As the fire season draws to a close each fall, it comes time to bring our aircraft into the hangar and begin our winter maintenance program. It is no small effort to make sure the fleet is ready for the next flying season. Forest Protection’s aircraft maintenance team spends all winter working to ensure that come spring, our airplanes are in good working order and ready to protect New Brunswick forests.
At the end of our operational season, Forest Protection’s aircraft go through an inhibiting process. Inhibiting prepares the engines and airframe for long-term winter storage. First, the aircraft are cleaned inside and out to remove all the dirt that accumulates during a summer of flying. Next, the batteries, fire extinguisher, emergency locator transmitter (ELT), survival kits and first aid kits are removed and given to our parts department for storage and maintenance.
As for the engines, inhibiting is critical for both piston and turbine engines in order to prevent corrosion. Getting a piston engine aircraft ready for winter storage is accomplished by draining the oil and replacing it with preservative oil. Once serviced with the new oil, an aircraft maintenance engineer (AME) will run up the engines. This allows the oil to work its way through and provide adequate protection to internal components. Lastly, a mist of hot preservative oil is sprayed directly into each cylinder. As the oil cools, it creates a film on the cylinder wall keeping out moisture and protecting the metal underneath.
For our turbine engine-powered Air Tractor AT-802s, the process is different but the end goal is the same. Inhibiting an AT-802 is a two-person job. One AME will be operating the controls in the cockpit while the other will be ready by the engine. The AME in the cockpit will “dry motor” the engine, spinning it over without actually starting it. Meanwhile, the AME outside the airplane will pump preservative oil into the fuel heater, allowing the oil to work its way through and protect the fuel control unit.
Annual Maintenance Inspection
With the aircraft ready for their long winter’s nap, Forest Protection’s aircraft maintenance team gets to work carrying out annual inspections and fixing any snags. The scope of an annual inspection is wingtip to wingtip, and nose to tail. All systems get looked at in-depth by our maintenance personnel, be it the tread of tires, a nick in the propeller, or the welded joints of the fuselage frame.
It all starts with an inspection package, a large document outlining all tasks to be carried out as well as any relevant airworthiness directives (ADs) or service bulletins (SBs). The lead AME will go over this package with their crew, and a plan will be made. The crew will then get to work removing the engine cowlings and access panels to facilitate working on the plane. With the aircraft made ready for maintenance, the real work can begin.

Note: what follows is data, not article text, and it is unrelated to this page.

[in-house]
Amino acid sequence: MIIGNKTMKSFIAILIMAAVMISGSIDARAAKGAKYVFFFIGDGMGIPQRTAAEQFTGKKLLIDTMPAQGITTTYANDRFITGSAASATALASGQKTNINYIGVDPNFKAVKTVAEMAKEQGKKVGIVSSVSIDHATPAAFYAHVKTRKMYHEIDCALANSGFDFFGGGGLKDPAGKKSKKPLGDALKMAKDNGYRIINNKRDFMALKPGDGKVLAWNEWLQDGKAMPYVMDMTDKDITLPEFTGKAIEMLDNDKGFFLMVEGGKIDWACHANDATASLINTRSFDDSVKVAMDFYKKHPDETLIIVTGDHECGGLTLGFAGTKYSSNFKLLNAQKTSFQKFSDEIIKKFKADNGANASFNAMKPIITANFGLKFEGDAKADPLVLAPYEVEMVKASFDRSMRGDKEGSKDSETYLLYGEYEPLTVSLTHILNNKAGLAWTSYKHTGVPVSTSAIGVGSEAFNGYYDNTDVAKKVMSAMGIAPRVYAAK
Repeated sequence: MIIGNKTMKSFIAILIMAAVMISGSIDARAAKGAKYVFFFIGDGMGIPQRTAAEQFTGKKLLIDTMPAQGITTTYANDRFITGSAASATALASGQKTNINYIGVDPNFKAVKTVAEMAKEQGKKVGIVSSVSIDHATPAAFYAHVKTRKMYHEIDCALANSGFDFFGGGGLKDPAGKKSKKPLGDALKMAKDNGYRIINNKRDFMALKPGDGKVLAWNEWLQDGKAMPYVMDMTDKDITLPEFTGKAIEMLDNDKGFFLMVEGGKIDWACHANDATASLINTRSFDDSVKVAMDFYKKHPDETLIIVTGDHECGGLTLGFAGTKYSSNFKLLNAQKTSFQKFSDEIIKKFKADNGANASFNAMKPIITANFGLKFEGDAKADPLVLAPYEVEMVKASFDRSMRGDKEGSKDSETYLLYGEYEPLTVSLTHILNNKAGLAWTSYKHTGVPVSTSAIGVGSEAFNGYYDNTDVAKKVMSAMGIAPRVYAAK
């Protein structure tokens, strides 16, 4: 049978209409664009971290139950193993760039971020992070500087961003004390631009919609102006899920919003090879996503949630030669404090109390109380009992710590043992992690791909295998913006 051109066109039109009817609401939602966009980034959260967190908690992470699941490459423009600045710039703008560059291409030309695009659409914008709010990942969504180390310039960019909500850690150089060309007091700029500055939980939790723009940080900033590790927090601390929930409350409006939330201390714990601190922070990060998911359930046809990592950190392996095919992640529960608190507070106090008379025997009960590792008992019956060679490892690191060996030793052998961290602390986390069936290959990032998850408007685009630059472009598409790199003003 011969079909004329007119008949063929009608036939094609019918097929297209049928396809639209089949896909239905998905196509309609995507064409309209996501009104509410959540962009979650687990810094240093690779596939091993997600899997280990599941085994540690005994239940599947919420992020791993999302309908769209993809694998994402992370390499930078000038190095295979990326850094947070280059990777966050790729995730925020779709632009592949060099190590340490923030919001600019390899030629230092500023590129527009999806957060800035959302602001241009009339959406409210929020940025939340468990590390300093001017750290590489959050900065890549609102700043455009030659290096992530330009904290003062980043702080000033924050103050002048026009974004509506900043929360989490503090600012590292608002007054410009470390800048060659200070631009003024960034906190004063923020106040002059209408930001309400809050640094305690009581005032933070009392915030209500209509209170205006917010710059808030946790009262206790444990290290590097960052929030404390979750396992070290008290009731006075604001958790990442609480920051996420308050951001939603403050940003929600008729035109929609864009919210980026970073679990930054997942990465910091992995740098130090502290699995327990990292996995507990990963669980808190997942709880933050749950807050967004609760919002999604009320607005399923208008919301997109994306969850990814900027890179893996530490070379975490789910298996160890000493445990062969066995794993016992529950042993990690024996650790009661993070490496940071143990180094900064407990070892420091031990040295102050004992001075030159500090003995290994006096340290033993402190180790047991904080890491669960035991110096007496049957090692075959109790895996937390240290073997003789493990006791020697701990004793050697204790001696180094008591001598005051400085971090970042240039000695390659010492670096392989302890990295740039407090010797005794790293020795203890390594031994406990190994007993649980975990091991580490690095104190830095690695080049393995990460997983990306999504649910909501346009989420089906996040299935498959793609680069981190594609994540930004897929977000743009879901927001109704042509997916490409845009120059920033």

A keen eye is necessary to ensure that our aircraft are safe for flight. Many hours are spent looking at the aircraft with a flashlight and mirror, having a close look for cracked metal, fluid leaks, chafed wires, etc. We take a proactive approach so that if something is not right, it can be fixed before it becomes a bigger issue. An annual inspection requires more than just a mirror and flashlight – some key components need to be removed and sent away to be repaired. For example, when a propellor reaches the end of its time before requiring an overhaul, the AMEs must remove the propellor and disassemble it for shipping to the overhaul facility. These are scheduled maintenance items and are dealt with as the aircraft or component approaches the deadline. Unscheduled maintenance happens anytime an unforeseen issue is found or suspected. It could involve anything from fixing a non-transmitting radio to replacing a damaged section of the aircraft skin. Regardless of the task, our aircraft maintenance team is dedicated, highly trained and well equipped to ensure the airworthiness of our fleet.
When annual inspections are done it’s time to bring the aircraft out of hibernation. Aerostar engines require the preservative oil to be drained from cylinders, which is accomplished by removing the lower spark plugs and turning the propeller over by hand. The pistons will then force the oil out of the spark plug holes. Air Tractors, which have a turbine engine, will have the preservative oil purged from their fuel control unit. Both types of aircraft will have their batteries, ELTs and all other required equipment reinstalled. With the engines “buttoned up”, an AME will perform a run-up and check for normal operation. Following a successful engine run and with the appropriate paperwork complete, the airplane will be released for a test flight.
No two days in the hangar are ever quite the same, the task at hand will change from day to day and month to month. However, all year round our AMEs can be found hard at work taking care of our aircraft. Whether we are pulling a Piper Aerostar out of storage for flight training, or changing the engine on an AT-802, all aircraft maintenance is carried out safely and professionally. Our AMEs use their knowledge and expertise every day to ensure that Forest Protection’s fleet is ready for the next mission.